Castillo Theatre presents a new play about African Americans in the 1930s who embraced communism as a means to address social, racial, and economic injustice. More…
Over many decades, Black America has searched for paths to liberation, freedom, and equality. That search has led in many directions, and to this day remains unfinished. During the 1930s, a significant number of black leaders, including W.E.B. Du Bois, Harry Haywood, and Paul Robeson, turned to communism for possible salvation. African Americans in places like Birmingham, Alabama followed suit. 'Ain’t Never Been Easy' tells their story.
See it if For those who are concerned about the struggles of Black people when things were obscenely racist.The connection with the communist party.
Don't see it if You wan't to bury your head in the sand about people's struggles for dignity and equality.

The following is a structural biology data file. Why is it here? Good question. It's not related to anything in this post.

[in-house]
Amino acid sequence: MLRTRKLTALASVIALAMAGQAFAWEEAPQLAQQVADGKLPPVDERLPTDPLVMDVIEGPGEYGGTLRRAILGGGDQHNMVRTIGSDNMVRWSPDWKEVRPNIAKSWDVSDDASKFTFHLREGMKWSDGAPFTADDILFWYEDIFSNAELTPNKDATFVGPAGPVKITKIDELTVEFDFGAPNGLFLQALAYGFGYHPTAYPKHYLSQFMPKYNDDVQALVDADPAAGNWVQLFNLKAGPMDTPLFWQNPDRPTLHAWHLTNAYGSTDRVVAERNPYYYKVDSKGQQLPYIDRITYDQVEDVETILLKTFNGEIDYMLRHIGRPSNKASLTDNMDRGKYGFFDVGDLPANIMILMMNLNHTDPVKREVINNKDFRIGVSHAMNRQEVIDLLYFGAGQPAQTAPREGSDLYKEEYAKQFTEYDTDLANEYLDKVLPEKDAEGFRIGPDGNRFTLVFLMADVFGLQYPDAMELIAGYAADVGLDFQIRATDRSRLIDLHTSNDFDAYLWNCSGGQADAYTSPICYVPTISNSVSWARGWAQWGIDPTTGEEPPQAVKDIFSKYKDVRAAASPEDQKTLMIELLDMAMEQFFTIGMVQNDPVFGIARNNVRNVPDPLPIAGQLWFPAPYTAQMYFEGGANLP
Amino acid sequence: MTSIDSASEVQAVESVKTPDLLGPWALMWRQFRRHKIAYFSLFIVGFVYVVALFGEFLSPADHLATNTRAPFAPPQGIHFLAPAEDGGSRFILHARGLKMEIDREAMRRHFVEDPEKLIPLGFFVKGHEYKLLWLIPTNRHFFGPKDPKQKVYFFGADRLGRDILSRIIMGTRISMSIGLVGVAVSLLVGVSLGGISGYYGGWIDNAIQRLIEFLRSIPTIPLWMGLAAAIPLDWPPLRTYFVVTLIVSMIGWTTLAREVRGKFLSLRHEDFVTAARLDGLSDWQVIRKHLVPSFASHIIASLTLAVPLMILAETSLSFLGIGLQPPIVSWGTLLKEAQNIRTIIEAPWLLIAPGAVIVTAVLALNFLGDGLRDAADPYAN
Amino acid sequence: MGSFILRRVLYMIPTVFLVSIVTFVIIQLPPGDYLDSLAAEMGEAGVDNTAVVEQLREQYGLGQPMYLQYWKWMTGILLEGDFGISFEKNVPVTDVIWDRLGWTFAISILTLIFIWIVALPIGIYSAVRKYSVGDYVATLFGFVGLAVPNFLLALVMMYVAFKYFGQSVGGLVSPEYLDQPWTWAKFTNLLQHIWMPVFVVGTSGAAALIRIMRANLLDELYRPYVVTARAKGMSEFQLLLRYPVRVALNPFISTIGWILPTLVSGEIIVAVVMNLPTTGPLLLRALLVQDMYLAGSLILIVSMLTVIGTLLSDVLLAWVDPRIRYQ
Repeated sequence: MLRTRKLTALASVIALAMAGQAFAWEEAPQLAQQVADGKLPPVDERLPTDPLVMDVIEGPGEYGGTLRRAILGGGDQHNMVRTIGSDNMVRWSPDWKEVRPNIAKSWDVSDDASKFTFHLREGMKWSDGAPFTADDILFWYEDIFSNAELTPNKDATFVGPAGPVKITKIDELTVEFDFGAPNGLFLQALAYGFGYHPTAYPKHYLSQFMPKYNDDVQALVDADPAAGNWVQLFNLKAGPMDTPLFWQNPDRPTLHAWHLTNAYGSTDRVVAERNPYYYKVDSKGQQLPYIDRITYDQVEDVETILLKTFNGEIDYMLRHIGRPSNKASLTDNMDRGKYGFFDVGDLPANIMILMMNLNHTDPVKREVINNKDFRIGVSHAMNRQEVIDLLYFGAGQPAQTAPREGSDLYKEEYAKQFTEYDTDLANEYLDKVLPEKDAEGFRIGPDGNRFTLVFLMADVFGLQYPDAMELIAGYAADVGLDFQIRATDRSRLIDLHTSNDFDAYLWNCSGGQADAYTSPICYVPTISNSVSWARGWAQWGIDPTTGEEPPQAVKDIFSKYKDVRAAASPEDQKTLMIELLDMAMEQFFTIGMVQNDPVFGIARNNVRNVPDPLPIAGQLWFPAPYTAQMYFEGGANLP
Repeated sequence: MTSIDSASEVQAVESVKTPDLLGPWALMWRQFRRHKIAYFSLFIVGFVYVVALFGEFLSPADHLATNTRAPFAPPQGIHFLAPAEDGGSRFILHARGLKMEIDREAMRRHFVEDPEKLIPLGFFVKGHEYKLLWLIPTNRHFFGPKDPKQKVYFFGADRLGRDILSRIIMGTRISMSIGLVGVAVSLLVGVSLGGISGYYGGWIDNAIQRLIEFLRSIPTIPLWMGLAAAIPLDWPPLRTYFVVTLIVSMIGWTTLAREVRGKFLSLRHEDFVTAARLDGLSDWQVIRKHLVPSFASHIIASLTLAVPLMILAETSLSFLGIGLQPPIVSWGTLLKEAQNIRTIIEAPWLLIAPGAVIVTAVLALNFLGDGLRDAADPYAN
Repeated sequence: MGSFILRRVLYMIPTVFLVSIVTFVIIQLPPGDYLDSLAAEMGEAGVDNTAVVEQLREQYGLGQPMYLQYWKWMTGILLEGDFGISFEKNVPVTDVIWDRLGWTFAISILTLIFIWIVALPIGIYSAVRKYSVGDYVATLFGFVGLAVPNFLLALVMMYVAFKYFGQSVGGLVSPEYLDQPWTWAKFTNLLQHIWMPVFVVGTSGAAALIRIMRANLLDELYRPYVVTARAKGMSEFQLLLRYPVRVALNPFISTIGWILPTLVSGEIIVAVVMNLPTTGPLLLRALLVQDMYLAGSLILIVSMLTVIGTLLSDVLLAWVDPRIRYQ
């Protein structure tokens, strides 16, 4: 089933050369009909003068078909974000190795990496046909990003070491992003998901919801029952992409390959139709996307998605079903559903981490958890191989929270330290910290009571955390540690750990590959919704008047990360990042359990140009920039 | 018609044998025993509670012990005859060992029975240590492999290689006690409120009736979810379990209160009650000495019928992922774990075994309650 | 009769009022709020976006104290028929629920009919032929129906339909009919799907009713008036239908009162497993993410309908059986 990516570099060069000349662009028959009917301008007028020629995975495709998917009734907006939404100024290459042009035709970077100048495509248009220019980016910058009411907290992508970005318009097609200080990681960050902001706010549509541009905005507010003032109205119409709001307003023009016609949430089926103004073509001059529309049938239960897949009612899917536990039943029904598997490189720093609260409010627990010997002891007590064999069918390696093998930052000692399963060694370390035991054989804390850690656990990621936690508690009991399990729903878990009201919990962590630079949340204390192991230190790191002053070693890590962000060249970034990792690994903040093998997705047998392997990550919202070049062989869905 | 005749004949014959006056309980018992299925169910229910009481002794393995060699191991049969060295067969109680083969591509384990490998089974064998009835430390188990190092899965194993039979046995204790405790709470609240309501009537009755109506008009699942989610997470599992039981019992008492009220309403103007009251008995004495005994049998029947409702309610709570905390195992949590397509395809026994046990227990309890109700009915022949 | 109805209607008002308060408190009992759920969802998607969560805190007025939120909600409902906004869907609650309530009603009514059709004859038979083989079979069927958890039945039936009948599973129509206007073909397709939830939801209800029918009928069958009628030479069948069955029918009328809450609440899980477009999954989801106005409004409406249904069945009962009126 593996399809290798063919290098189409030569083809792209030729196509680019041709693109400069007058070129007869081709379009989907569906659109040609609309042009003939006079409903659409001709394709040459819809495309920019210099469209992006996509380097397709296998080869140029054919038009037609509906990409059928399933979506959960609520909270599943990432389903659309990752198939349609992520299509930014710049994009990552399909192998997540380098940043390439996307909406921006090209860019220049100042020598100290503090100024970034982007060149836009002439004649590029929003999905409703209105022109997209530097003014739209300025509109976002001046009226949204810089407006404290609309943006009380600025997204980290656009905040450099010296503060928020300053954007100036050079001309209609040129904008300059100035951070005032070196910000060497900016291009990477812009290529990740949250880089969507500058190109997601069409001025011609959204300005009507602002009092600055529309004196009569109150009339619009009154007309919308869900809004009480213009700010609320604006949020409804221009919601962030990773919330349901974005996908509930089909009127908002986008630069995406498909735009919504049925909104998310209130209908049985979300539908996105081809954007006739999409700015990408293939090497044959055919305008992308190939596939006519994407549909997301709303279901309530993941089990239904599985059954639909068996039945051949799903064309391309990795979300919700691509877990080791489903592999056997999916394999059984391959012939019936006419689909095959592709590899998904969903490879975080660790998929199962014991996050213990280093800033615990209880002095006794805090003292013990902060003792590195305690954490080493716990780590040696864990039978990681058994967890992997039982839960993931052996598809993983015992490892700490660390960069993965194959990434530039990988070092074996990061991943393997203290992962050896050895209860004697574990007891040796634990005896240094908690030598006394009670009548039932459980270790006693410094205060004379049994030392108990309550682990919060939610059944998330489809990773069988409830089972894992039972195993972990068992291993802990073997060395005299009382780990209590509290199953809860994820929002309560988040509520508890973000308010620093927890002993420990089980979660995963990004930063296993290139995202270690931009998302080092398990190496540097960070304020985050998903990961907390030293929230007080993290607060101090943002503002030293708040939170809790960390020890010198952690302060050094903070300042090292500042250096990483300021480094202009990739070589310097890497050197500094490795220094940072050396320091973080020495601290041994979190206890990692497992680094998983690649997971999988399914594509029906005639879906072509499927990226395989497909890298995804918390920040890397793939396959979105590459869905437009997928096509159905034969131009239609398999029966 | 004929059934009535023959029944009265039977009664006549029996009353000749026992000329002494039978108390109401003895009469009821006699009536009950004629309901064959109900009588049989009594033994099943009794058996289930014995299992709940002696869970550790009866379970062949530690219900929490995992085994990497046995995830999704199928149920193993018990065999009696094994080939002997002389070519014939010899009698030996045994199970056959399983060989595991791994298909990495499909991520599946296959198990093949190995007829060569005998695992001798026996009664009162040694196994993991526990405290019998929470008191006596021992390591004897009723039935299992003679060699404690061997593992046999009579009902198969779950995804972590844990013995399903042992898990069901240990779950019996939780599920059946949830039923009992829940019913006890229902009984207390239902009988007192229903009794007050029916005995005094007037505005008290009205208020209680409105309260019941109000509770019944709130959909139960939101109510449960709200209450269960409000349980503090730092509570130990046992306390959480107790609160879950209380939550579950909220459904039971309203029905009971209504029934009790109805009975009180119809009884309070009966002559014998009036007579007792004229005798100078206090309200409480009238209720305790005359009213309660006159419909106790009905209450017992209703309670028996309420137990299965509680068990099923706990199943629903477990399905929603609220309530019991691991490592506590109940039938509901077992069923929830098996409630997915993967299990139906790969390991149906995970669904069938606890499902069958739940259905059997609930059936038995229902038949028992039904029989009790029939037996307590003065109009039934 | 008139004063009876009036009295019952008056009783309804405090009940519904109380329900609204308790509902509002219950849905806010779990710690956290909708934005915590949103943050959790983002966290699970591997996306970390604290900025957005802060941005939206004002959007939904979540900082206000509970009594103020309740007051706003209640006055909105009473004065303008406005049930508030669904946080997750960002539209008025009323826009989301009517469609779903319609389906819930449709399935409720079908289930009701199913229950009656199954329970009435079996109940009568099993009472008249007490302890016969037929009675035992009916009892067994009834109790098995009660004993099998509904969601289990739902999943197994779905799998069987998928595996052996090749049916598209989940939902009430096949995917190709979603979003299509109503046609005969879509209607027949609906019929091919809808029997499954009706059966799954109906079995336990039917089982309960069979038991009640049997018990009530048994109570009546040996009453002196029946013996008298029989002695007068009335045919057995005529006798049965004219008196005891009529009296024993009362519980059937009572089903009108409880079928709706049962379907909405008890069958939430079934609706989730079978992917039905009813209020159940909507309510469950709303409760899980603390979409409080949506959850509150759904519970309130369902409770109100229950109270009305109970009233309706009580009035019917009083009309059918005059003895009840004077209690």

See it if you'd like to learn more about the complexities of race and class struggle within the history of America.
Don't see it if you're afraid to confront themes of racism and prejudice that are still resonant today. The play is good, though a bit dialectical.
See it if learn some American history, or just want to support All Stars Project. The show had its moments; the director used odd space pretty well.
Don't see it if Not interested in black social themes and events.
See it if you are interested in the history of blacks and communist politics in Alabama during the early 1900.
Don't see it if you are looking for a polished play or do not care for different political views or the early history of blacks in the south.
See it if you'd like to learn a little about communisms appeal to southern blacks.
Don't see it if an educational play is banal and doesn't live up to its references in its description. Also, very poorly staged
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